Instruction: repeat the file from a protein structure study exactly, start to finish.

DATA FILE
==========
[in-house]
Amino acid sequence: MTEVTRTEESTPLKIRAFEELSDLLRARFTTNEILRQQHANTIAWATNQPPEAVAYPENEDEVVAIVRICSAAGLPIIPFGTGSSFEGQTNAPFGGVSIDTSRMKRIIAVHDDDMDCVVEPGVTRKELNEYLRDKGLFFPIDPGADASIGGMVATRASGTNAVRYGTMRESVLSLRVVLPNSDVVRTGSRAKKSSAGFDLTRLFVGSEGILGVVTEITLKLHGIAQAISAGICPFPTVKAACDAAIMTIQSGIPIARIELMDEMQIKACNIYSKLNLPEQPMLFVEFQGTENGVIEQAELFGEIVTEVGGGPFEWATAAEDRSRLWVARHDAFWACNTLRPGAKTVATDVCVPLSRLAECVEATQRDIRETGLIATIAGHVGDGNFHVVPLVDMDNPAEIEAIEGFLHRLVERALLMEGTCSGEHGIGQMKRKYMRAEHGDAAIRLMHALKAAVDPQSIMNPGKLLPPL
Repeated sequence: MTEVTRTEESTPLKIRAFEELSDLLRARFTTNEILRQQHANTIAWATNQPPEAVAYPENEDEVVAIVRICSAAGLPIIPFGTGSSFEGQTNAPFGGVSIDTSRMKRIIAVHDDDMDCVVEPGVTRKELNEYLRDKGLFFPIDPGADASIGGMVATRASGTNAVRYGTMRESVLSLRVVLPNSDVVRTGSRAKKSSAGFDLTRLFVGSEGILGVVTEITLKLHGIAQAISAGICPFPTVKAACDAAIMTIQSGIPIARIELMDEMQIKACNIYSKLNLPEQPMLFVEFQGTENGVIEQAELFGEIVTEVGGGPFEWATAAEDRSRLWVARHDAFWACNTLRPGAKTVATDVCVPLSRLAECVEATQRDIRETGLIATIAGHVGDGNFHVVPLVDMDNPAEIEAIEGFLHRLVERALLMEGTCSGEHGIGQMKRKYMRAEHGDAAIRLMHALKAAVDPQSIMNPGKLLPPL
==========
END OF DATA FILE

[in-house]
Amino acid sequence: MTEVTRTEESTPLKIRAFEELSDLLRARFTTNEILRQQHANTIAWATNQPPEAVAYPENEDEVVAIVRICSAAGLPIIPFGTGSSFEGQTNAPFGGVSIDTSRMKRIIAVHDDDMDCVVEPGVTRKELNEYLRDKGLFFPIDPGADASIGGMVATRASGTNAVRYGTMRESVLSLRVVLPNSDVVRTGSRAKKSSAGFDLTRLFVGSEGILGVVTEITLKLHGIAQAISAGICPFPTVKAACDAAIMTIQSGIPIARIELMDEMQIKACNIYSKLNLPEQPMLFVEFQGTENGVIEQAELFGEIVTEVGGGPFEWATAAEDRSRLWVARHDAFWACNTLRPGAKTVATDVCVPLSRLAECVEATQRDIRETGLIATIAGHVGDGNFHVVPLVDMDNPAEIEAIEGFLHRLVERALLMEGTCSGEHGIGQMKRKYMRAEHGDAAIRLMHALKAAVDPQSIMNPGKLLPPL
Repeated sequence: MTEVTRTEESTPLKIRAFEELSDLLRARFTTNEILRQQHANTIAWATNQPPEAVAYPENEDEVVAIVRICSAAGLPIIPFGTGSSFEGQTNAPFGGVSIDTSRMKRIIAVHDDDMDCVVEPGVTRKELNEYLRDKGLFFPIDPGADASIGGMVATRASGTNAVRYGTMRESVLSLRVVLPNSDVVRTGSRAKKSSAGFDLTRLFVGSEGILGVVTEITLKLHGIAQAISAGICPFPTVKAACDAAIMTIQSGIPIARIELMDEMQIKACNIYSKLNLPEQPMLFVEFQGTENGVIEQAELFGEIVTEVGGGPFEWATAAEDRSRLWVARHDAFWACNTLRPGAKTVATDVCVPLSRLAECVEATQRDIRETGLIATIAGHVGDGNFHVVPLVDMDNPAEIEAIEGFLHRLVERALLMEGTCSGEHGIGQMKRKYMRAEHGDAAIRLMHALKAAVDPQSIMNPGKLLPPL